Greetings, and welcome back to Modern Papyrus! Today I’ll start looking at a new series of designing a Dungeons and Dragons campaign for a group of middle schoolers that fits into a shortened time period after school. This has it’s own challenges and restrictions that require some suitable tweaks to the standard D&D Campaign. So let’s take a look!
First, to clarify (because I know some of these middle schoolers may try to read this – there are limited, if ANY spoilers here for that campaign – go back and do your work!
Second, let’s talk about the structure and design of a standard D&D campaign vs a middle-school-aged one. First, I’ll be operating in a limited time frame after school hours, which means I only have, at max, about an hour and twenty minutes (at best) per session, perhaps twice a week. This amount of time necessitates limiting a lot of the ‘side interactions’ to some other, faster, format. It also has to teach skills to new players, while also sating the more-in-depth know-how of the more veteran players (Not something I was truly expecting, but considering the students who asked me to start a club, understandable).
As far as materials, I’ve got everything I need, from minis to boards to character sheets, dice and tokens, etc. I’ve also got the rough beginnings of a story, especially courtesy of the Angry GM, who has an excellent series on designing a campaign from the ground up. But to modify it for middle aged students in a school environment, that required additional effort.
First: The Set Up – a session zero is already planned out (sans the date). To make life easier for both myself and the students, I’ve limited character options and will be pre-generating about a dozen potential level 1 characters. This both gives me control over the processes (and provides some limits) while also ensuring that my veterans aren’t going too far off the deep end for my newbies to comprehend. While some people might cry ‘you’re infringing on their player rights’ I declare that nonsense. We don’t have the time for that, and reducing character options speeds up my ability to interact with them.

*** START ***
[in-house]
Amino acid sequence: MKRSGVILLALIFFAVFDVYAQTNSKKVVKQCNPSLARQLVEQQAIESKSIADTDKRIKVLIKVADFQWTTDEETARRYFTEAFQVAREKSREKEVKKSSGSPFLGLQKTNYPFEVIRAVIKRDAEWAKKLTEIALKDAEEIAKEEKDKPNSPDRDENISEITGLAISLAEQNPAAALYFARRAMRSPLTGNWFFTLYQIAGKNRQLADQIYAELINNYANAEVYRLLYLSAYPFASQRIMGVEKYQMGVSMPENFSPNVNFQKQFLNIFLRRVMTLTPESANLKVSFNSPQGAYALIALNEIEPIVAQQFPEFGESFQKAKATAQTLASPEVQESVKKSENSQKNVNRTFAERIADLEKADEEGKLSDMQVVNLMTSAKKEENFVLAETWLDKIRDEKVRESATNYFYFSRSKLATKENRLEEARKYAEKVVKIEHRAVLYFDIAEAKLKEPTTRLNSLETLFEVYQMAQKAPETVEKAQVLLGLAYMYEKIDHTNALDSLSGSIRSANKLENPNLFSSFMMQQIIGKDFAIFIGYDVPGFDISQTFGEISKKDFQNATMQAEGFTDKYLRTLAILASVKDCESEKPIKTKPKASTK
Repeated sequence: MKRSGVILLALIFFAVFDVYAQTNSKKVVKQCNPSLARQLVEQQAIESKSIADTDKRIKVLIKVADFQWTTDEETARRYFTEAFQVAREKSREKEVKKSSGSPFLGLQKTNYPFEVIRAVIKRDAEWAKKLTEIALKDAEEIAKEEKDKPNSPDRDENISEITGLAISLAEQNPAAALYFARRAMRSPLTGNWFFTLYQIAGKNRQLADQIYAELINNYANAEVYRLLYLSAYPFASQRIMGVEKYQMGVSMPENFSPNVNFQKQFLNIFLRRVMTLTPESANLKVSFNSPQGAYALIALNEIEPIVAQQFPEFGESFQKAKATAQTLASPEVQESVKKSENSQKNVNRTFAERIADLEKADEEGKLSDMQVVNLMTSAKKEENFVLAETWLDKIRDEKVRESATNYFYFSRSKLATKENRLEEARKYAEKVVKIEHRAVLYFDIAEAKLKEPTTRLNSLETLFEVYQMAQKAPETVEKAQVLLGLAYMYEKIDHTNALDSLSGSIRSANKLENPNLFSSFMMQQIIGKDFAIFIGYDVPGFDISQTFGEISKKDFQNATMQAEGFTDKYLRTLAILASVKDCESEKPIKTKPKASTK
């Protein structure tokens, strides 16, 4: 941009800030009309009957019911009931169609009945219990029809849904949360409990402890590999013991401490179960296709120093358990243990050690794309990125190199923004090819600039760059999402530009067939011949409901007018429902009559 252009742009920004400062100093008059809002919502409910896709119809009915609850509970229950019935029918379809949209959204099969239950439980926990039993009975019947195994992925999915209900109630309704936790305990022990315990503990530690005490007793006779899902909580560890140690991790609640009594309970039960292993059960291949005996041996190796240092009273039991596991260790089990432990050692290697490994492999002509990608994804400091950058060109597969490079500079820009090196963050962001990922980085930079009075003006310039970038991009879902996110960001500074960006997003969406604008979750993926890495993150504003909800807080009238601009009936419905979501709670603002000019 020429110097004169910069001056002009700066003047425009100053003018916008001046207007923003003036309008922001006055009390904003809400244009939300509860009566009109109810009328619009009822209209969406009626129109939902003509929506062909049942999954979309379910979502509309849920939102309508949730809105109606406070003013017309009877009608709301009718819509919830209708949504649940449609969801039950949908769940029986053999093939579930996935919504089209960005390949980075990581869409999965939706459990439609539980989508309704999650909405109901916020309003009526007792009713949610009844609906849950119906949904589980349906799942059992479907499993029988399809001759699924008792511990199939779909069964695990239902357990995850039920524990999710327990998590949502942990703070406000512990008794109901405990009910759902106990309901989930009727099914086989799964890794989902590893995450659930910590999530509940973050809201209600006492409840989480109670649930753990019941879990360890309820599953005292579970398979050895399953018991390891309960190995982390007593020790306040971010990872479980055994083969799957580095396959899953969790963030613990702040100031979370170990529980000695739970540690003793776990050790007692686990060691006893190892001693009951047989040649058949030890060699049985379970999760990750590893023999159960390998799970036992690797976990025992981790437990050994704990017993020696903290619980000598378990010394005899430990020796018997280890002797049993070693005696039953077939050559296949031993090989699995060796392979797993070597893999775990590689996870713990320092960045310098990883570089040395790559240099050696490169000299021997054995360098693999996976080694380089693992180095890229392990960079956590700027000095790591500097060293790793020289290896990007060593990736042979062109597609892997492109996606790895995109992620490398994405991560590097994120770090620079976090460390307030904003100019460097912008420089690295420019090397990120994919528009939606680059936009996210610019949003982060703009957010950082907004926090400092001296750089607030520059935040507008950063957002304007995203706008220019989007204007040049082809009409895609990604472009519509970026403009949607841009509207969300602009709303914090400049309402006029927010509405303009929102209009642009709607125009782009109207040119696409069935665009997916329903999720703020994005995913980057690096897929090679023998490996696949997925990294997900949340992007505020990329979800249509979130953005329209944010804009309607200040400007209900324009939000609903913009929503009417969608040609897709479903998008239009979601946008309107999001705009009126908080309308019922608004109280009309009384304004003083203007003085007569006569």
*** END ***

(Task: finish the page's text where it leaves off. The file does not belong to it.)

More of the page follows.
I’m also considering using a reduced character sheet – but I hope that with the session zero and pre-generating characters that we may be able to get away with using the standard sheet.
Second: The world – I’m limiting the world for this year’s campaign to a single province in a greater world. No earth shattering stories outside the province, no greater existential threats, just the everyday struggles of people trying to survive. This will create a more ‘episodic’ campaign structure, which works for a short afterschool program where you may have absent students any day, or scheduling conflicts. Originally, I’m going to start with a small group – only six students – but I’ll also try and have two ‘ringers’ – students who are willing to come in and play at short notice to both keep the group at a reasonable size but also who can help out in a pinch for tougher fights. This also provides support in case a student is busy with a different after school activity for a short period of time (say athletics or drama).
All this brings us to our third section – Story . As I mentioned, the story will focus on smaller adventures set within a larger province. I anticipate a healthy mix of action/adventure and role-playing discussion, but I also expect that teaching these students how to get into character may be difficult for them. Obviously, this goes back to the session zero and helping set expectations, but also in designing an environment where the players feel at ease in being someone different than themselves. The first few episodes will function more as a tutorial, and I’m tempted to actually have the complete new players come for two sessions before the veteran players in order to build confidence in the system. I’m not running The Lost Mines of Phandalin, as my veterans have done that several ties, but I will be adapting some of the story elements and encounters from it, and from other stories / adventures I’ve both played and designed. So a home brew with established elements to provided stability and consistency. That being said, I do think that TLMoP could and would absolutely work (or one of D&D’s multiple other introduction campaigns), but I wanted to provide a bit more interest for a group that will included several veteran players.
So there you have it, the start of a middle-school aged Dungeons and Dragon’s campaign for an after-school program! Check in soon for more information and to explore the map and world that is the Duchy of Redbridge – our amazing location. Here’s a sneak peek of the map below.
Is there interest in turning this into another DM module? If so, let me know in the comments below and I can make it happen! While you’re here, check out my other DM’s Guild products here!